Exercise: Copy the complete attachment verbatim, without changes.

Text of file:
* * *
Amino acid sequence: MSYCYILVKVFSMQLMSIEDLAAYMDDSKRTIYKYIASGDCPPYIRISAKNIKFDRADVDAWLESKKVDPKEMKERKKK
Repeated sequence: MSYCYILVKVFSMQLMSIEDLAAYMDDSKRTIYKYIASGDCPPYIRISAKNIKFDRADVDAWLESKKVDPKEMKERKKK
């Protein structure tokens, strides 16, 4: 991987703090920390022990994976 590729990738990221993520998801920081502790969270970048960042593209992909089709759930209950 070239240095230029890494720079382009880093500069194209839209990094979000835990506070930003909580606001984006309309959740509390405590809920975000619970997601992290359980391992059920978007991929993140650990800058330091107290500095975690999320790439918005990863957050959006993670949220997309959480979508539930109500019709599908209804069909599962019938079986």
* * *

Amino acid sequence: MSYCYILVKVFSMQLMSIEDLAAYMDDSKRTIYKYIASGDCPPYIRISAKNIKFDRADVDAWLESKKVDPKEMKERKKK
Repeated sequence: MSYCYILVKVFSMQLMSIEDLAAYMDDSKRTIYKYIASGDCPPYIRISAKNIKFDRADVDAWLESKKVDPKEMKERKKK
């Protein structure tokens, strides 16, 4: 991987703090920390022990994976 590729990738990221993520998801920081502790969270970048960042593209992909089709759930209950 070239240095230029890494720079382009880093500069194209839209990094979000835990506070930003909580606001984006309309959740509390405590809920975000619970997601992290359980391992059920978007991929993140650990800058330091107290500095975690999320790439918005990863957050959006993670949220997309959480979508539930109500019709599908209804069909599962019938079986």